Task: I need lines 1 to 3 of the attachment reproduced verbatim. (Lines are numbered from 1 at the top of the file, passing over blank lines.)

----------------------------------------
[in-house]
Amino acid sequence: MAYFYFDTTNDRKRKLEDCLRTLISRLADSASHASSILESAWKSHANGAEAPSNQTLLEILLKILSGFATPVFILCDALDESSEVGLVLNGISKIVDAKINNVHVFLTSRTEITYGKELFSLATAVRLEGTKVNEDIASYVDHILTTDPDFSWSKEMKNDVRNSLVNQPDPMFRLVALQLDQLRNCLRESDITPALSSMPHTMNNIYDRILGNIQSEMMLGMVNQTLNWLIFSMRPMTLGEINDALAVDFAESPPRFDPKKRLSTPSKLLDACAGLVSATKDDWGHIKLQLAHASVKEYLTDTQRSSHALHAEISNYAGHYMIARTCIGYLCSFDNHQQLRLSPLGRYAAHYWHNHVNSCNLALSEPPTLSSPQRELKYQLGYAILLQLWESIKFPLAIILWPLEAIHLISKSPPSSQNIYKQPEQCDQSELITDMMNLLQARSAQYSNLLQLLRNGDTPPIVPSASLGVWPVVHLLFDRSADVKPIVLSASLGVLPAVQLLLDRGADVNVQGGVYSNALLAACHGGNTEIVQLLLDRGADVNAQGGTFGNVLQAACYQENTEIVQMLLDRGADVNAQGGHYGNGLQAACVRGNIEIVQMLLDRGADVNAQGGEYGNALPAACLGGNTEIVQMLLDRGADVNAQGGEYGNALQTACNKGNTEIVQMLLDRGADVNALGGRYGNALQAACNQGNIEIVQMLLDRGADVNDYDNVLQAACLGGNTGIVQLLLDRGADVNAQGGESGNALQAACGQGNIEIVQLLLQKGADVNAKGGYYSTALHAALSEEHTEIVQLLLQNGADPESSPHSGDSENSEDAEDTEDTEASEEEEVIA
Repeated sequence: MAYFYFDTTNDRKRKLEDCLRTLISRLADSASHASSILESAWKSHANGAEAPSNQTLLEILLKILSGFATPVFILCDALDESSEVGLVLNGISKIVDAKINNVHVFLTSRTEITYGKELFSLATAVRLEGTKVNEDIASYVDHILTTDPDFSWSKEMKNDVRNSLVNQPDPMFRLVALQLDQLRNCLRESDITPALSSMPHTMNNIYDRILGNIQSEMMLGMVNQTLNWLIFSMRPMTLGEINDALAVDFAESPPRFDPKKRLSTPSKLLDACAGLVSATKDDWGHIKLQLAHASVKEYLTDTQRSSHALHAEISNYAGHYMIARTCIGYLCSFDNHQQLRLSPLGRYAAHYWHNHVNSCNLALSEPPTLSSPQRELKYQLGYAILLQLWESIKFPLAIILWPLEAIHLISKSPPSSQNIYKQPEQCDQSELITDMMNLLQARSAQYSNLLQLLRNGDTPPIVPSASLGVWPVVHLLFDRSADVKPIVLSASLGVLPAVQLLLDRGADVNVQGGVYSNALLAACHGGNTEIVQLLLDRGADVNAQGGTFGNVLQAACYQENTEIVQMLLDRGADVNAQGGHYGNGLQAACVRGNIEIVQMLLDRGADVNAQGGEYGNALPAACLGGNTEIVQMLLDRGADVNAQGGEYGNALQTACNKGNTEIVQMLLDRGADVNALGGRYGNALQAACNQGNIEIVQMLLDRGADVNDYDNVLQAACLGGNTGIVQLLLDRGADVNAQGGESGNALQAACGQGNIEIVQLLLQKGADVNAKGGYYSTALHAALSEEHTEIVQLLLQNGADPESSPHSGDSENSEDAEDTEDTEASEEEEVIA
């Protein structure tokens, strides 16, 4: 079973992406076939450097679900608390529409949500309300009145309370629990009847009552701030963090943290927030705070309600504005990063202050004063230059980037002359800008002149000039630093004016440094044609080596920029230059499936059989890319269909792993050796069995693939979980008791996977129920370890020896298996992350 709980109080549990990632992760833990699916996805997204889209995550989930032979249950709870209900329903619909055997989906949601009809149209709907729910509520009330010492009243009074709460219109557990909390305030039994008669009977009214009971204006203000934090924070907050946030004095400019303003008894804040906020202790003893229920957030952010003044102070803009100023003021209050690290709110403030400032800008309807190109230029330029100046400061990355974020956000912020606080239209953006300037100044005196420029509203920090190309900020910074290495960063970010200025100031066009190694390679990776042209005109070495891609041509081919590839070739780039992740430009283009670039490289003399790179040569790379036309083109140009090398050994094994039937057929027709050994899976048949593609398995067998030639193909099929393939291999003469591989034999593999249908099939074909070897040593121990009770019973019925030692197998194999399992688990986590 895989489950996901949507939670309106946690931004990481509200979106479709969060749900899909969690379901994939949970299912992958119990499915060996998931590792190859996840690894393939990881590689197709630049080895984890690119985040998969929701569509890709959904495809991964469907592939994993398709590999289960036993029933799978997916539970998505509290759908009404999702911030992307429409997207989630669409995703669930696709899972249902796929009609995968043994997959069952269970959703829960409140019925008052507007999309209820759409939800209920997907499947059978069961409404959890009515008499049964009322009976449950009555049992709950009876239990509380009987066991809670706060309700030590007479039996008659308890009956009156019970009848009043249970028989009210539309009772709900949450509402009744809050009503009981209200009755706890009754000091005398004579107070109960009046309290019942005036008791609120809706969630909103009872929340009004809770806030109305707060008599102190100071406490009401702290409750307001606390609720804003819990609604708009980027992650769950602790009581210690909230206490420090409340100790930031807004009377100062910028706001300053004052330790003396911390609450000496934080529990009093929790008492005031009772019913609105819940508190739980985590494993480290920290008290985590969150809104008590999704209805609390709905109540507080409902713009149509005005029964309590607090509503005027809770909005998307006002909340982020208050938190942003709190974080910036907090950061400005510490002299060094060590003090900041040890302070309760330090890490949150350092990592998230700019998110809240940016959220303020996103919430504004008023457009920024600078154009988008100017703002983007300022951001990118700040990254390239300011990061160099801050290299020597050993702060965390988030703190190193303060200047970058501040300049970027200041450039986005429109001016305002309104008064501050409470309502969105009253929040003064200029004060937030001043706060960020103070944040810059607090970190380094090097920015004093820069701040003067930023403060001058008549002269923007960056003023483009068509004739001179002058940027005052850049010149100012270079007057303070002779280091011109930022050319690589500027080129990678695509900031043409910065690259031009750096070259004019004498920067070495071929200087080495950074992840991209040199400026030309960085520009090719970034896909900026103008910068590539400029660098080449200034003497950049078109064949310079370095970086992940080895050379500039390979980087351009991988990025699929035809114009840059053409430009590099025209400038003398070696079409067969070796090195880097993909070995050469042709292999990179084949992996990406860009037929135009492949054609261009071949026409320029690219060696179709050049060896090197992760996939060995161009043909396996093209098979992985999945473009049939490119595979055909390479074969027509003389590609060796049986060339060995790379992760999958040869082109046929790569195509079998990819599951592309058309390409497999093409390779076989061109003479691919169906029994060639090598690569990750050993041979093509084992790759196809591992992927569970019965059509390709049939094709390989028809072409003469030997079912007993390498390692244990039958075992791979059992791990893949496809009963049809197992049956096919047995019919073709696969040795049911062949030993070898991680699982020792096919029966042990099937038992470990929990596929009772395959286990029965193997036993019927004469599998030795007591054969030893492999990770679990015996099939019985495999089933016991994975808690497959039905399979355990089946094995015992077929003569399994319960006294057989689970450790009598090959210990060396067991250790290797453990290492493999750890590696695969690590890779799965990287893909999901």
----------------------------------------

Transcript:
[in-house]
Amino acid sequence: MAYFYFDTTNDRKRKLEDCLRTLISRLADSASHASSILESAWKSHANGAEAPSNQTLLEILLKILSGFATPVFILCDALDESSEVGLVLNGISKIVDAKINNVHVFLTSRTEITYGKELFSLATAVRLEGTKVNEDIASYVDHILTTDPDFSWSKEMKNDVRNSLVNQPDPMFRLVALQLDQLRNCLRESDITPALSSMPHTMNNIYDRILGNIQSEMMLGMVNQTLNWLIFSMRPMTLGEINDALAVDFAESPPRFDPKKRLSTPSKLLDACAGLVSATKDDWGHIKLQLAHASVKEYLTDTQRSSHALHAEISNYAGHYMIARTCIGYLCSFDNHQQLRLSPLGRYAAHYWHNHVNSCNLALSEPPTLSSPQRELKYQLGYAILLQLWESIKFPLAIILWPLEAIHLISKSPPSSQNIYKQPEQCDQSELITDMMNLLQARSAQYSNLLQLLRNGDTPPIVPSASLGVWPVVHLLFDRSADVKPIVLSASLGVLPAVQLLLDRGADVNVQGGVYSNALLAACHGGNTEIVQLLLDRGADVNAQGGTFGNVLQAACYQENTEIVQMLLDRGADVNAQGGHYGNGLQAACVRGNIEIVQMLLDRGADVNAQGGEYGNALPAACLGGNTEIVQMLLDRGADVNAQGGEYGNALQTACNKGNTEIVQMLLDRGADVNALGGRYGNALQAACNQGNIEIVQMLLDRGADVNDYDNVLQAACLGGNTGIVQLLLDRGADVNAQGGESGNALQAACGQGNIEIVQLLLQKGADVNAKGGYYSTALHAALSEEHTEIVQLLLQNGADPESSPHSGDSENSEDAEDTEDTEASEEEEVIA
Repeated sequence: MAYFYFDTTNDRKRKLEDCLRTLISRLADSASHASSILESAWKSHANGAEAPSNQTLLEILLKILSGFATPVFILCDALDESSEVGLVLNGISKIVDAKINNVHVFLTSRTEITYGKELFSLATAVRLEGTKVNEDIASYVDHILTTDPDFSWSKEMKNDVRNSLVNQPDPMFRLVALQLDQLRNCLRESDITPALSSMPHTMNNIYDRILGNIQSEMMLGMVNQTLNWLIFSMRPMTLGEINDALAVDFAESPPRFDPKKRLSTPSKLLDACAGLVSATKDDWGHIKLQLAHASVKEYLTDTQRSSHALHAEISNYAGHYMIARTCIGYLCSFDNHQQLRLSPLGRYAAHYWHNHVNSCNLALSEPPTLSSPQRELKYQLGYAILLQLWESIKFPLAIILWPLEAIHLISKSPPSSQNIYKQPEQCDQSELITDMMNLLQARSAQYSNLLQLLRNGDTPPIVPSASLGVWPVVHLLFDRSADVKPIVLSASLGVLPAVQLLLDRGADVNVQGGVYSNALLAACHGGNTEIVQLLLDRGADVNAQGGTFGNVLQAACYQENTEIVQMLLDRGADVNAQGGHYGNGLQAACVRGNIEIVQMLLDRGADVNAQGGEYGNALPAACLGGNTEIVQMLLDRGADVNAQGGEYGNALQTACNKGNTEIVQMLLDRGADVNALGGRYGNALQAACNQGNIEIVQMLLDRGADVNDYDNVLQAACLGGNTGIVQLLLDRGADVNAQGGESGNALQAACGQGNIEIVQLLLQKGADVNAKGGYYSTALHAALSEEHTEIVQLLLQNGADPESSPHSGDSENSEDAEDTEDTEASEEEEVIA